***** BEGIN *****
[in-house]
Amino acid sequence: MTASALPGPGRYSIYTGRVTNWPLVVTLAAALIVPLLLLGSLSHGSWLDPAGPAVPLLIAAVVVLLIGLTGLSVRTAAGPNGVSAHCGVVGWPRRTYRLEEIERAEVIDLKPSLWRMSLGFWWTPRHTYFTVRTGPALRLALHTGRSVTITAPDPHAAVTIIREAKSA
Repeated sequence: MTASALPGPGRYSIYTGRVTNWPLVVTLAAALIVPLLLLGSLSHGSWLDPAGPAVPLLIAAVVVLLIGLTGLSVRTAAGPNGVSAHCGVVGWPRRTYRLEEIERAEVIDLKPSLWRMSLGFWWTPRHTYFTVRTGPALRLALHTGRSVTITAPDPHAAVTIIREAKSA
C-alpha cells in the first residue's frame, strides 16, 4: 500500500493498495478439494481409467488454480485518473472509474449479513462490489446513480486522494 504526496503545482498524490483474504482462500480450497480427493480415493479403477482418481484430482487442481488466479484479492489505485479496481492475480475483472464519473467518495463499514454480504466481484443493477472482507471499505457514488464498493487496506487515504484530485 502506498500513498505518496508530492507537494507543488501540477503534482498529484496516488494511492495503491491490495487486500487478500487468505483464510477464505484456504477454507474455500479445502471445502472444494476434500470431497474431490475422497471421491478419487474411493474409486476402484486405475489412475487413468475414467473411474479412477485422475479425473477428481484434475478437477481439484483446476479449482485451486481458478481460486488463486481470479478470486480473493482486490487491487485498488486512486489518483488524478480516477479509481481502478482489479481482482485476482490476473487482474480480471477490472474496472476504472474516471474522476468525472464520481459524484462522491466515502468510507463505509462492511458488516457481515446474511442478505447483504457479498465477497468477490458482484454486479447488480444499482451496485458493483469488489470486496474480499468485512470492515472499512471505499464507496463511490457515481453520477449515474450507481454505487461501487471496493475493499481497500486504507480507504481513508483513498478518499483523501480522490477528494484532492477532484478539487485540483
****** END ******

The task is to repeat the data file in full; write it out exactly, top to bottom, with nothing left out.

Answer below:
[in-house]
Amino acid sequence: MTASALPGPGRYSIYTGRVTNWPLVVTLAAALIVPLLLLGSLSHGSWLDPAGPAVPLLIAAVVVLLIGLTGLSVRTAAGPNGVSAHCGVVGWPRRTYRLEEIERAEVIDLKPSLWRMSLGFWWTPRHTYFTVRTGPALRLALHTGRSVTITAPDPHAAVTIIREAKSA
Repeated sequence: MTASALPGPGRYSIYTGRVTNWPLVVTLAAALIVPLLLLGSLSHGSWLDPAGPAVPLLIAAVVVLLIGLTGLSVRTAAGPNGVSAHCGVVGWPRRTYRLEEIERAEVIDLKPSLWRMSLGFWWTPRHTYFTVRTGPALRLALHTGRSVTITAPDPHAAVTIIREAKSA
C-alpha cells in the first residue's frame, strides 16, 4: 500500500493498495478439494481409467488454480485518473472509474449479513462490489446513480486522494 504526496503545482498524490483474504482462500480450497480427493480415493479403477482418481484430482487442481488466479484479492489505485479496481492475480475483472464519473467518495463499514454480504466481484443493477472482507471499505457514488464498493487496506487515504484530485 502506498500513498505518496508530492507537494507543488501540477503534482498529484496516488494511492495503491491490495487486500487478500487468505483464510477464505484456504477454507474455500479445502471445502472444494476434500470431497474431490475422497471421491478419487474411493474409486476402484486405475489412475487413468475414467473411474479412477485422475479425473477428481484434475478437477481439484483446476479449482485451486481458478481460486488463486481470479478470486480473493482486490487491487485498488486512486489518483488524478480516477479509481481502478482489479481482482485476482490476473487482474480480471477490472474496472476504472474516471474522476468525472464520481459524484462522491466515502468510507463505509462492511458488516457481515446474511442478505447483504457479498465477497468477490458482484454486479447488480444499482451496485458493483469488489470486496474480499468485512470492515472499512471505499464507496463511490457515481453520477449515474450507481454505487461501487471496493475493499481497500486504507480507504481513508483513498478518499483523501480522490477528494484532492477532484478539487485540483